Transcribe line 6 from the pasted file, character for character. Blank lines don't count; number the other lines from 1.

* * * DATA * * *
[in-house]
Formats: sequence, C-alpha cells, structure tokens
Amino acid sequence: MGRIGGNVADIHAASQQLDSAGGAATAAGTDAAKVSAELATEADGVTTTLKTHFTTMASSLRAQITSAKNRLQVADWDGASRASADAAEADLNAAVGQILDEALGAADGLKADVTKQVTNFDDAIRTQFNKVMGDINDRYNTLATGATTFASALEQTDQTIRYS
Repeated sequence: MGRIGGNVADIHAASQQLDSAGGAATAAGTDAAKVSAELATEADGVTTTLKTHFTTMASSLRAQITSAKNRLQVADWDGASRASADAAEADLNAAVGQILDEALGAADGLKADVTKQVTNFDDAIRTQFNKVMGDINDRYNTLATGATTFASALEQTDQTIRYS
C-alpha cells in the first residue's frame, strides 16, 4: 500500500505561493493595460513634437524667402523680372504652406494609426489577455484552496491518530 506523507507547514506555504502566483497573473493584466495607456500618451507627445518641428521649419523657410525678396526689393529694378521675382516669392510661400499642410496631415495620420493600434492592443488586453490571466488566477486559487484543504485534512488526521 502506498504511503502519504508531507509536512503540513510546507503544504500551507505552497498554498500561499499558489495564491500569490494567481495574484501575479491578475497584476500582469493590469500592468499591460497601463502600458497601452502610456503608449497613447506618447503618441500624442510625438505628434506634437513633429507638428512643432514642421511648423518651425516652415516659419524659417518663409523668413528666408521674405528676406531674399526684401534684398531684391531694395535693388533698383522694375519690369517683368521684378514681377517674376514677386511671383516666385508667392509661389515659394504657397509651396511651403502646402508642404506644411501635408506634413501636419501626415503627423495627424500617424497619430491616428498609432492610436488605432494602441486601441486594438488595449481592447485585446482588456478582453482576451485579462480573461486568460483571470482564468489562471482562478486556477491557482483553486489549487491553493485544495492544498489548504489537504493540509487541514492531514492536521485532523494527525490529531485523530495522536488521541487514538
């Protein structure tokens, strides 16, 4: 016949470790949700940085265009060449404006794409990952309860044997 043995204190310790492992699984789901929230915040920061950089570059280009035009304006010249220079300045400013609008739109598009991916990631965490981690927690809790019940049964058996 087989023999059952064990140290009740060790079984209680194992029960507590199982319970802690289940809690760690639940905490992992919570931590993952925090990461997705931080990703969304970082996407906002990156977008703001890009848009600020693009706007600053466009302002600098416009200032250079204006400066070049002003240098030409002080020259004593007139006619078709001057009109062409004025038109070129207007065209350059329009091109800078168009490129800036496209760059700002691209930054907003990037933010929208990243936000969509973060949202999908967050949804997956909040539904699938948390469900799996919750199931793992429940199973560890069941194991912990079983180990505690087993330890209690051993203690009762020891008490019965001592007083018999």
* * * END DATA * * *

């Protein structure tokens, strides 16, 4: 016949470790949700940085265009060449404006794409990952309860044997 043995204190310790492992699984789901929230915040920061950089570059280009035009304006010249220079300045400013609008739109598009991916990631965490981690927690809790019940049964058996 087989023999059952064990140290009740060790079984209680194992029960507590199982319970802690289940809690760690639940905490992992919570931590993952925090990461997705931080990703969304970082996407906002990156977008703001890009848009600020693009706007600053466009302002600098416009200032250079204006400066070049002003240098030409002080020259004593007139006619078709001057009109062409004025038109070129207007065209350059329009091109800078168009490129800036496209760059700002691209930054907003990037933010929208990243936000969509973060949202999908967050949804997956909040539904699938948390469900799996919750199931793992429940199973560890069941194991912990079983180990505690087993330890209690051993203690009762020891008490019965001592007083018999």